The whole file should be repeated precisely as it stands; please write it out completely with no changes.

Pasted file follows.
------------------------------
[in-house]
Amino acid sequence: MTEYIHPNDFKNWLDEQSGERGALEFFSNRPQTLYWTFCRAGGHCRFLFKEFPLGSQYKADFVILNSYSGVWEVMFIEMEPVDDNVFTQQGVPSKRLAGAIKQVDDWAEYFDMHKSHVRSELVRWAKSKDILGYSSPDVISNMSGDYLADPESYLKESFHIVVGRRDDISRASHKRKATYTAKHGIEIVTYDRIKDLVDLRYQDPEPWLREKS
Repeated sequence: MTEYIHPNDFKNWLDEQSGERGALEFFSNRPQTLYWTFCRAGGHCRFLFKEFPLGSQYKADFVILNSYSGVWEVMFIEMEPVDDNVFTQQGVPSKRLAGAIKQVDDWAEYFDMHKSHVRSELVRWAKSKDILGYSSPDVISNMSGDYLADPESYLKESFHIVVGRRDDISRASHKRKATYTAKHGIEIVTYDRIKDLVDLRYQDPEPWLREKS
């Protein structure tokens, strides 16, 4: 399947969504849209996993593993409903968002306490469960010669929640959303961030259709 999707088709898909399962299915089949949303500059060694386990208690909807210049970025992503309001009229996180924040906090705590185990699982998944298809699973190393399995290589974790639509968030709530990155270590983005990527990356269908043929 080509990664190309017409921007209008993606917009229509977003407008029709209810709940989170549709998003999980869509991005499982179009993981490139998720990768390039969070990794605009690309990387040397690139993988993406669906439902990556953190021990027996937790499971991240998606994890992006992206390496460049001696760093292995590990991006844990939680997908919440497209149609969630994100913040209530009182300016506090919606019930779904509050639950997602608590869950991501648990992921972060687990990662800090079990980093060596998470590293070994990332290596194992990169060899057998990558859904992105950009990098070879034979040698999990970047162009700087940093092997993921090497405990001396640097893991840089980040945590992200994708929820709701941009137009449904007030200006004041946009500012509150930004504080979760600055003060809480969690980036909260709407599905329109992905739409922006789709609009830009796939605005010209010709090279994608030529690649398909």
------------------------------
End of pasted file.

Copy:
[in-house]
Amino acid sequence: MTEYIHPNDFKNWLDEQSGERGALEFFSNRPQTLYWTFCRAGGHCRFLFKEFPLGSQYKADFVILNSYSGVWEVMFIEMEPVDDNVFTQQGVPSKRLAGAIKQVDDWAEYFDMHKSHVRSELVRWAKSKDILGYSSPDVISNMSGDYLADPESYLKESFHIVVGRRDDISRASHKRKATYTAKHGIEIVTYDRIKDLVDLRYQDPEPWLREKS
Repeated sequence: MTEYIHPNDFKNWLDEQSGERGALEFFSNRPQTLYWTFCRAGGHCRFLFKEFPLGSQYKADFVILNSYSGVWEVMFIEMEPVDDNVFTQQGVPSKRLAGAIKQVDDWAEYFDMHKSHVRSELVRWAKSKDILGYSSPDVISNMSGDYLADPESYLKESFHIVVGRRDDISRASHKRKATYTAKHGIEIVTYDRIKDLVDLRYQDPEPWLREKS
């Protein structure tokens, strides 16, 4: 399947969504849209996993593993409903968002306490469960010669929640959303961030259709 999707088709898909399962299915089949949303500059060694386990208690909807210049970025992503309001009229996180924040906090705590185990699982998944298809699973190393399995290589974790639509968030709530990155270590983005990527990356269908043929 080509990664190309017409921007209008993606917009229509977003407008029709209810709940989170549709998003999980869509991005499982179009993981490139998720990768390039969070990794605009690309990387040397690139993988993406669906439902990556953190021990027996937790499971991240998606994890992006992206390496460049001696760093292995590990991006844990939680997908919440497209149609969630994100913040209530009182300016506090919606019930779904509050639950997602608590869950991501648990992921972060687990990662800090079990980093060596998470590293070994990332290596194992990169060899057998990558859904992105950009990098070879034979040698999990970047162009700087940093092997993921090497405990001396640097893991840089980040945590992200994708929820709701941009137009449904007030200006004041946009500012509150930004504080979760600055003060809480969690980036909260709407599905329109992905739409922006789709609009830009796939605005010209010709090279994608030529690649398909």